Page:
Is it a shell-out or just full of bloopers?
Mario Kart has become a staple series for any new Nintendo console, being the best example of how much online support Nintendo can put into a game when they put their minds to it. However, recent reiterations have started to show the series’ age with the game re-using the same format and- while new features are included- they don’t always go down well with long time fans. So, with the latest game in the series boasting some of the biggest new features since the series’ introduction on the SNES, have Nintendo managed to balance making the game fresh enough while staying true to its fans? It’s an enormous task and Nintendo might have just pulled it off… The lack of a story is highly un-surprising, instead replaced with the usual Grand Prix mode. Eight cups: four cups with new tracks, four cups with classic tracks from past games. These are available in 50, 100 and 150cc (basically different difficultly levels) and- when these are all completed- a mirror mode which flips the tracks to further increase the challenge. Races consist of eight CPU competitors (not a frantic twelve) with points being rewarded for the place you finish after three laps. Your points are totalled after four races with gold, silver and bronze trophies being awarded for the top three places. Completion of a certain cup in a certain cc results in a new character being unlocked and each cup has a star rating reflecting how well you have done. All very familiar. Other modes also make an un-surprising return. Time trials allow you to race around any of the tracks without opponents and items to set the fastest time possible around the track, while the battle modes return with a choice of coin battles or balloon battles. Well… that’s it! If you only plan on playing Mario Kart 7 offline unfortunately there is not enough to totally ensure your money’s worth; it’s online where replay value comes in. Nintendo are always reliable when it comes to delivering good local multiplayer experiences and Mario Kart 7 is no exception to the rule. You can play local multiplayer with four friends who can either have the game or not. There are a plethora of options to deliver the optimum experience and getting a group of friends together to play locally is as fun as ever. This is not the mode that most people will be worried about though, the mode they will want to play is the online multiplayer. This is usually where Nintendo will fall flat but Mario Kart (especially the Wii version) is famed for having a surprising amount of online content and Mario Kart 7 lives up to this. The game supports eight player races with either strangers or friends. There is an option for random match-making with players being able to vote for tracks in a pre-match lobby after each race. This is pretty bog standard, but Nintendo have introduced a very interesting new multiplayer mode called communities. Players have the option to create a “community”, setting the name, icon and rules (no items etc.) of the community. Each community (when set up) has a code that- when players enter it- will allow people to join a lobby in that community. When two or more people are present in a lobby the players have the option to start the game. It consists of four races in which you can earn points in each race for finishing. These points are totalled up and whoever has the most points in that community is the leader and is shown when anybody goes to join a community.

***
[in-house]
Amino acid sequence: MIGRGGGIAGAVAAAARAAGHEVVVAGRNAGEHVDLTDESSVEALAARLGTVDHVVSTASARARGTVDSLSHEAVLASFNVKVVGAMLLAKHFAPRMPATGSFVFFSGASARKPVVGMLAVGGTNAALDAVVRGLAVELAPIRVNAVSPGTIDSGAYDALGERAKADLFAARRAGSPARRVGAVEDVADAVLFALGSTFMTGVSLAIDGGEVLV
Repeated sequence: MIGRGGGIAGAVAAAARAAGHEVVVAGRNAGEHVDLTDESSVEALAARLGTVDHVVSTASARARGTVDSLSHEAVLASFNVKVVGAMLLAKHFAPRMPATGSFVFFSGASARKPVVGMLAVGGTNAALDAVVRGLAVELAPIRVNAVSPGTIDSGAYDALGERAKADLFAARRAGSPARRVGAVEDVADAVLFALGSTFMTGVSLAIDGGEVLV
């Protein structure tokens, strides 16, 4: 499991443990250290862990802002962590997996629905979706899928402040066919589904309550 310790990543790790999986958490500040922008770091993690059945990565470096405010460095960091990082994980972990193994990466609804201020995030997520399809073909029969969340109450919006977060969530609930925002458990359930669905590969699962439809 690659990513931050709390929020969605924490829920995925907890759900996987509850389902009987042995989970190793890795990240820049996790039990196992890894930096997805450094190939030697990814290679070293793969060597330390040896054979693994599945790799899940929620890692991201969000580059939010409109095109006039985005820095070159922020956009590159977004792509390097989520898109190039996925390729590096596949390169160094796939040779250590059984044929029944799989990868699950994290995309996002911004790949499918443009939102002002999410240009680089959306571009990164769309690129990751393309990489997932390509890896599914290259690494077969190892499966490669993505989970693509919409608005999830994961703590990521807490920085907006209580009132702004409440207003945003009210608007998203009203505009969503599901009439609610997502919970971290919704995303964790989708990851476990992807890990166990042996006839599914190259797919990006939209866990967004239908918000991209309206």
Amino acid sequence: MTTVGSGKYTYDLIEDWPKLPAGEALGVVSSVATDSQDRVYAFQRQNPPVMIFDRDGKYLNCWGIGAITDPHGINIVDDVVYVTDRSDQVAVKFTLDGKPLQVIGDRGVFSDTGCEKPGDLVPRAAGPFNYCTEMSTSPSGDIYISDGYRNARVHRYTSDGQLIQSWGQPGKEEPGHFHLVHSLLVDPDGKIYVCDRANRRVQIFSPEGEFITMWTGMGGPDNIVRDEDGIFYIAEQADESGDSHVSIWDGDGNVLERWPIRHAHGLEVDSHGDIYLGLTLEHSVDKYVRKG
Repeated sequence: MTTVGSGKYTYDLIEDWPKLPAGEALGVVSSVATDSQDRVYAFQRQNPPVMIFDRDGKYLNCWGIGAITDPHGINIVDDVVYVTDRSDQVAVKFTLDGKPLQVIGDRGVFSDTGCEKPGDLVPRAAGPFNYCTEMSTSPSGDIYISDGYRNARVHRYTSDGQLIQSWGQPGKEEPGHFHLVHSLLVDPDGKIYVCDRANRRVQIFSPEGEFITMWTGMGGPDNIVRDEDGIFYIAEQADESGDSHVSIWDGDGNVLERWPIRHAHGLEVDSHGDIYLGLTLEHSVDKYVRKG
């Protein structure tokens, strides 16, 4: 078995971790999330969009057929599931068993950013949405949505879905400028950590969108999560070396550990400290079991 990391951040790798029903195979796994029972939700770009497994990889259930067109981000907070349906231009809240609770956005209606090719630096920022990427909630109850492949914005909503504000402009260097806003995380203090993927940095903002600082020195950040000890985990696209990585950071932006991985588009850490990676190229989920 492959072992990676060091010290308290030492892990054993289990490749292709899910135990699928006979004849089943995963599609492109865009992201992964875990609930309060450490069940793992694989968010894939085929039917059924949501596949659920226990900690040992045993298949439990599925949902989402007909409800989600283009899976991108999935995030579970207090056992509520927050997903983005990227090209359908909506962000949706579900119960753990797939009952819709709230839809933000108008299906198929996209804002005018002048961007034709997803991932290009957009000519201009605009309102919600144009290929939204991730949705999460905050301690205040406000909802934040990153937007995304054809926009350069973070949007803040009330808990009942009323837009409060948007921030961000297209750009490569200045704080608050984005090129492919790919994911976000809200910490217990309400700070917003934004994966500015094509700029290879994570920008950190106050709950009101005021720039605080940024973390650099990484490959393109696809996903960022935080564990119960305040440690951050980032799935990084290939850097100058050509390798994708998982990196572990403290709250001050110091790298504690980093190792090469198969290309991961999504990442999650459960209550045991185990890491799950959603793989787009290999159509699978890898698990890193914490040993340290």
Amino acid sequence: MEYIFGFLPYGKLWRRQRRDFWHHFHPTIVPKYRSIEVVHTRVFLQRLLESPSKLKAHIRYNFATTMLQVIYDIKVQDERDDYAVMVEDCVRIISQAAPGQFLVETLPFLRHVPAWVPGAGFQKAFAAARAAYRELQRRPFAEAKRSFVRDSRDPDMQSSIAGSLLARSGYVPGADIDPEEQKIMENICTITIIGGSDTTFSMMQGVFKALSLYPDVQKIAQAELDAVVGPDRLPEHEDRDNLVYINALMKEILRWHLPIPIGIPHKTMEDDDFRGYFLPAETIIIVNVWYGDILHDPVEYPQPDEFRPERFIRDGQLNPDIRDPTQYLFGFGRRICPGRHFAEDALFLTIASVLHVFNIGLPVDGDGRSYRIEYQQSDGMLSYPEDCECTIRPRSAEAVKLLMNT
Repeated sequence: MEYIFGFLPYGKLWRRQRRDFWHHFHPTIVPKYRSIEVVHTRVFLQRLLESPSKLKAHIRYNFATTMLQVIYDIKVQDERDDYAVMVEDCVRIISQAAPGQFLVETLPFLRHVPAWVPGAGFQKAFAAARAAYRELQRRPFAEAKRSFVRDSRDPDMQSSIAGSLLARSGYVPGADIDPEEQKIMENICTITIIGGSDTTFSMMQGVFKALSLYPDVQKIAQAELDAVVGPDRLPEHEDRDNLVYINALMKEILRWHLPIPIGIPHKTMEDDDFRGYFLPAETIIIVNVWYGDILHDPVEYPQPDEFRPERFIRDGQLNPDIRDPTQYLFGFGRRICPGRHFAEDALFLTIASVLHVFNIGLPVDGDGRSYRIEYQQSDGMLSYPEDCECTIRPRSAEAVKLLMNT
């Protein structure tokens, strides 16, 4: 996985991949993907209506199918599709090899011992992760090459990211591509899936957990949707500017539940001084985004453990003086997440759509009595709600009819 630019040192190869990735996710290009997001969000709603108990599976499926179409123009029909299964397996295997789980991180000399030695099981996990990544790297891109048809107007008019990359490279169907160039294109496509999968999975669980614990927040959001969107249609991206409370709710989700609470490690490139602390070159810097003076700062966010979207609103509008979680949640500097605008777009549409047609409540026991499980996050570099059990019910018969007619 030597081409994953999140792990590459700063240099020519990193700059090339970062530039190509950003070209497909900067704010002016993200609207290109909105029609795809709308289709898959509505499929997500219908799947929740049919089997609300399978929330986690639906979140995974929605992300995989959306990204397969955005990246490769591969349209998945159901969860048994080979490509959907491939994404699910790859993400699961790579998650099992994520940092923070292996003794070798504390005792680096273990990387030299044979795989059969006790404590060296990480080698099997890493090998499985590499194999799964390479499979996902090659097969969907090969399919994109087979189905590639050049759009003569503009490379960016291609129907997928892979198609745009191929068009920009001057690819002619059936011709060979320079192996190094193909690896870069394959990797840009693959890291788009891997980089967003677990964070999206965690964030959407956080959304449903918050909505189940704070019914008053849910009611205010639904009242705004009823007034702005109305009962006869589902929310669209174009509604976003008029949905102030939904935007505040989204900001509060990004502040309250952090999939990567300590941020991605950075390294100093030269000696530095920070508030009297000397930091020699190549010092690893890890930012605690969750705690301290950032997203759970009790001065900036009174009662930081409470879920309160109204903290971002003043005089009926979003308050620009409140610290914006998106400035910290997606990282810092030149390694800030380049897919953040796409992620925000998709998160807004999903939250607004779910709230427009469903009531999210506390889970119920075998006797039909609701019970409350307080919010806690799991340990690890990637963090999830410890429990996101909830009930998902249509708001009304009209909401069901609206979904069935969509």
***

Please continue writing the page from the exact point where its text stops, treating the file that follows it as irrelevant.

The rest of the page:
This is finally the chance to customize your stats and the choice of combinations is endless